To know what “full coverage car insurance” is, you first need to understand that there is not really a true and uniformly agreed upon definition for the term. We know what you’re thinking. That can’t be the case. In reality, “full coverage car insurance” can mean different things to different people. You have probably heard the term from friends, family and maybe even the dealer where you bought your car. The truth is, it’s just a saying.
Understanding Full Coverage Car Insurance
Full coverage car insurance isn’t a specific type of insurance. Most commonly, Full Coverage is defined as a combination of coverages consisting of comprehensive and collision insurance in addition to the liability insurance that is required by the state. While most people will define it this way, there are also many who consider Full Coverage to mean exactly that, all the available coverages and limits that can be applied to a vehicle’s policy.
You can review coverage definitions in our Insurance Glossary. Briefly, liability insurance is the coverage that most states require for a vehicle to be operated on public roadways. It can be used to help pay for damages and injuries to another person and their property when you or a covered insured is deemed to be at fault for an accident.
Collision insurance helps to protect you financially when your insured vehicle is damaged in a collision. It may be used to help repair or replace your vehicle up to your policy limits regardless of fault. Comprehensive insurance helps protect you financially when your insured vehicle is damaged by a named peril other than collision. The most common named perils that comprehensive insurance may cover are fire, theft, vandalism, falling objects, natural disasters, riots, and animal damage.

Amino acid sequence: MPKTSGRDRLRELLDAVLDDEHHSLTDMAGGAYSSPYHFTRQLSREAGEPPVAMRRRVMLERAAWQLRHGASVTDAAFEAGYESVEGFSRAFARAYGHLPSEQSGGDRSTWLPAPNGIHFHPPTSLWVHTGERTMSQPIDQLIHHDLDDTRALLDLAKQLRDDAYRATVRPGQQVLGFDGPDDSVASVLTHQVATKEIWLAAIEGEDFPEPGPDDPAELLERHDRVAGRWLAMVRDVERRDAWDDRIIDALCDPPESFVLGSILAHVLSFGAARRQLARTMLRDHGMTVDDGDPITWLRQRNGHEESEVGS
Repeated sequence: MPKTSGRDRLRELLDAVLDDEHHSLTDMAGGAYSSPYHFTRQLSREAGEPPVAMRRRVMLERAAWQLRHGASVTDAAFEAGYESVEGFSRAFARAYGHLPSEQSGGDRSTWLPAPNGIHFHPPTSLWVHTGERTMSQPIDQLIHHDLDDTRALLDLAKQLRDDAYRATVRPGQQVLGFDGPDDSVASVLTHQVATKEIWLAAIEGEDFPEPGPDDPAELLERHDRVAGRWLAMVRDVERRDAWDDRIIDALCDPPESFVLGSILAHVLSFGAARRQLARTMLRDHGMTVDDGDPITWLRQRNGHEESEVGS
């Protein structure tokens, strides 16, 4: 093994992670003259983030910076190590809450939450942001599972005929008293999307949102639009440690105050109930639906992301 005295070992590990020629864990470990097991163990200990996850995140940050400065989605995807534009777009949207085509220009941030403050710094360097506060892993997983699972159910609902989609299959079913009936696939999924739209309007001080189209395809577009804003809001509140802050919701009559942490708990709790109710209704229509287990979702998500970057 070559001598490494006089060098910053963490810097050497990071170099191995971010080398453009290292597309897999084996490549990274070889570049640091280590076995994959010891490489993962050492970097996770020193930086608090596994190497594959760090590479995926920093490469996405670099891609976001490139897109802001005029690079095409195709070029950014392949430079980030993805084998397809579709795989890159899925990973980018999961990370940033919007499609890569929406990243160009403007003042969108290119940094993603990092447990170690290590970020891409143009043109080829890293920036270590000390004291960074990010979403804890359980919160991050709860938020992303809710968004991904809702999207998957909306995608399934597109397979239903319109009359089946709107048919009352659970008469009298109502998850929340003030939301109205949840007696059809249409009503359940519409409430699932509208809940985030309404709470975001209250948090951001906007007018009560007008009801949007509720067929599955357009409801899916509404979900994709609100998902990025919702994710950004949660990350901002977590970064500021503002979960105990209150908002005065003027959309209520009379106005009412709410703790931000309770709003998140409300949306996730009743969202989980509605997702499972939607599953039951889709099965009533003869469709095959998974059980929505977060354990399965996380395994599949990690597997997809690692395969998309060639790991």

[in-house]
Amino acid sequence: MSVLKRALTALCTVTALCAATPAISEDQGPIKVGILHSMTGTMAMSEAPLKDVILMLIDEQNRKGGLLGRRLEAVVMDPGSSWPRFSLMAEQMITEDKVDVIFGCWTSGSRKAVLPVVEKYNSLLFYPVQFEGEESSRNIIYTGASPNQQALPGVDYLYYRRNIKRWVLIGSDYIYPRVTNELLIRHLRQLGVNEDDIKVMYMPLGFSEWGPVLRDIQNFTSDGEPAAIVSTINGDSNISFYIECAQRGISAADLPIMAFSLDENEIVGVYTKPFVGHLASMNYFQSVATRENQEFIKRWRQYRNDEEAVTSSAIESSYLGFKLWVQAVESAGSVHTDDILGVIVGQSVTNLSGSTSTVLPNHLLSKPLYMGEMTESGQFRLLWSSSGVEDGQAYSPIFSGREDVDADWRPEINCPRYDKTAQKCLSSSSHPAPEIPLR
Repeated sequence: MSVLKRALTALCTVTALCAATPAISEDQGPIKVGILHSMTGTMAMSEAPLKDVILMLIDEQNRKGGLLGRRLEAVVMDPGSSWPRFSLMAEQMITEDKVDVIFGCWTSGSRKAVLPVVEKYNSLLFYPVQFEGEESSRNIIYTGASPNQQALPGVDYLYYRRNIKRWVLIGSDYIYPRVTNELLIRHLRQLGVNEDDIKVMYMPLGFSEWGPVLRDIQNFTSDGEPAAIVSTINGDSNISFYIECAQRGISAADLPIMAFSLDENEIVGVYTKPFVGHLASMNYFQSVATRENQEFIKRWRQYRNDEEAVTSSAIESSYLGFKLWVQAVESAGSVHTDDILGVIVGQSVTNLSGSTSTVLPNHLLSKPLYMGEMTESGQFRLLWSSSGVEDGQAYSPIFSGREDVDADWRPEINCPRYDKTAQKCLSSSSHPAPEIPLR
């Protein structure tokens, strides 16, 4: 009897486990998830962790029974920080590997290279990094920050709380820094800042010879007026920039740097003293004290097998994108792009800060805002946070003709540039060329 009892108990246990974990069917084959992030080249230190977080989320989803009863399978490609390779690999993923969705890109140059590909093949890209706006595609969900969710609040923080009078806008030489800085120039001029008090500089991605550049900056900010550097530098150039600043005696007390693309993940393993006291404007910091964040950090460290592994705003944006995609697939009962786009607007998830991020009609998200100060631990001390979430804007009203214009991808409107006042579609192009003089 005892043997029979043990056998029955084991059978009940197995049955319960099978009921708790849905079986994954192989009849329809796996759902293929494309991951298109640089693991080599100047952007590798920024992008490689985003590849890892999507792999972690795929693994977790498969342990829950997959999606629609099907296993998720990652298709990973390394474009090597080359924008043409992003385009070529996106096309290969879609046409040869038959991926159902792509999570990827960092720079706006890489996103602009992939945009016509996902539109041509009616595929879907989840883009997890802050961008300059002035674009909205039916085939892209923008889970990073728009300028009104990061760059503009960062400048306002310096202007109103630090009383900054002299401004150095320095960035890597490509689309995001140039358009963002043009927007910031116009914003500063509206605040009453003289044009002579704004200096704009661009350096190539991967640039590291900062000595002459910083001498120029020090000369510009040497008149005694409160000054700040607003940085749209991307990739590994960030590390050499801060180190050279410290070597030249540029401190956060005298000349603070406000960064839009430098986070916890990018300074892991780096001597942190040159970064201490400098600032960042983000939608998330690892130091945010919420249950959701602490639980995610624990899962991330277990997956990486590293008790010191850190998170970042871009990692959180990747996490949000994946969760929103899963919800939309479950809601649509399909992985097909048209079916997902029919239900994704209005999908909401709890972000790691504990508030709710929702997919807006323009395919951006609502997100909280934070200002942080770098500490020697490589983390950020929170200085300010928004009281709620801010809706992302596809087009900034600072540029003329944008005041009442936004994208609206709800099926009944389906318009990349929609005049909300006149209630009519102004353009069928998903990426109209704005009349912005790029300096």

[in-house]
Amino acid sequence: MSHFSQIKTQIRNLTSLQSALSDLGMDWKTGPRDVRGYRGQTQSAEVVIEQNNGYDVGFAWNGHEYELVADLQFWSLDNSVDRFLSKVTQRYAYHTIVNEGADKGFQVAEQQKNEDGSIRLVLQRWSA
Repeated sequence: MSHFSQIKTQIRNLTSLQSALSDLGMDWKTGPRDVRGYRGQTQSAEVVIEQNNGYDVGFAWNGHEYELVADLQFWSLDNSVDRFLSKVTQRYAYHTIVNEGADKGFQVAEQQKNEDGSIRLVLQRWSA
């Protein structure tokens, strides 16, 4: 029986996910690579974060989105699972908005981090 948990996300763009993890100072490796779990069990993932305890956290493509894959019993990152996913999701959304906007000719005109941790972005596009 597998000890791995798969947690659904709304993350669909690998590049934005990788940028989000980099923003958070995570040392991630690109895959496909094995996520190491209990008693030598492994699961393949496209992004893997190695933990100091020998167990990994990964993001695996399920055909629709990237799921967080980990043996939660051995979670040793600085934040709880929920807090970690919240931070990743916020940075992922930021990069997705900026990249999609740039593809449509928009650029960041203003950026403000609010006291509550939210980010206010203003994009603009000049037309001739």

It is important to note that both collision and comprehensive insurance require the insured person to first pay an agreed upon deductible from his or her policy before the insurance company can pay for the rest of the damages. As soon as the deductible is paid, the insurance company can cover payment for the appraised damage to the insured vehicle up to its policy limits.
Is Full Coverage Complete Protection?
All of that coverage is great, but remember that insurance policies often contain certain limits and exclusions. If you believe that you have full coverage, you may think that you are protected from things that you really are not. You may be surprised to find that you are not protected from an uninsured motorist hitting your vehicle or that your custom rims require special coverage (that you don't have) for aftermarket parts, for example.
Don’t let yourself be caught off guard because you thought you had full coverage. Check out the terms of your policy and your Declarations Page to see what specific coverage you have, and what you don’t have. Or you can always call one of our friendly representatives here at Infinity Insurance by dialing 1-800-INFINITY to make sure that you have a policy that fits your needs.